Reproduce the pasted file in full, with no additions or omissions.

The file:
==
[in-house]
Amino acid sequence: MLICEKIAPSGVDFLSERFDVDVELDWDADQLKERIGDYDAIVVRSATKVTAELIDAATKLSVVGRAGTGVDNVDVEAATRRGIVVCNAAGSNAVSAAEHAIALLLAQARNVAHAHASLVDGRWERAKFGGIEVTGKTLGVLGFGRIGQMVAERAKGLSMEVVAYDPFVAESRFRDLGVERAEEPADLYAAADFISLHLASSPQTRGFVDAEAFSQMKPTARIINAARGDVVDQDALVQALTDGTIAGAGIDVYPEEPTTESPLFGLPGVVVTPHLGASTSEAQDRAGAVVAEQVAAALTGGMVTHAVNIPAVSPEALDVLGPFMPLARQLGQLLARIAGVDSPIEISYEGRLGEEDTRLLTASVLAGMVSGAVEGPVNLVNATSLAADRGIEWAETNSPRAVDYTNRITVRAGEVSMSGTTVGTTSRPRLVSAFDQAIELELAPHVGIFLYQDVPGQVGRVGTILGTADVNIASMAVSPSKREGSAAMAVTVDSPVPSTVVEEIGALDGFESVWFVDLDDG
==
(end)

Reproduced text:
[in-house]
Amino acid sequence: MLICEKIAPSGVDFLSERFDVDVELDWDADQLKERIGDYDAIVVRSATKVTAELIDAATKLSVVGRAGTGVDNVDVEAATRRGIVVCNAAGSNAVSAAEHAIALLLAQARNVAHAHASLVDGRWERAKFGGIEVTGKTLGVLGFGRIGQMVAERAKGLSMEVVAYDPFVAESRFRDLGVERAEEPADLYAAADFISLHLASSPQTRGFVDAEAFSQMKPTARIINAARGDVVDQDALVQALTDGTIAGAGIDVYPEEPTTESPLFGLPGVVVTPHLGASTSEAQDRAGAVVAEQVAAALTGGMVTHAVNIPAVSPEALDVLGPFMPLARQLGQLLARIAGVDSPIEISYEGRLGEEDTRLLTASVLAGMVSGAVEGPVNLVNATSLAADRGIEWAETNSPRAVDYTNRITVRAGEVSMSGTTVGTTSRPRLVSAFDQAIELELAPHVGIFLYQDVPGQVGRVGTILGTADVNIASMAVSPSKREGSAAMAVTVDSPVPSTVVEEIGALDGFESVWFVDLDDG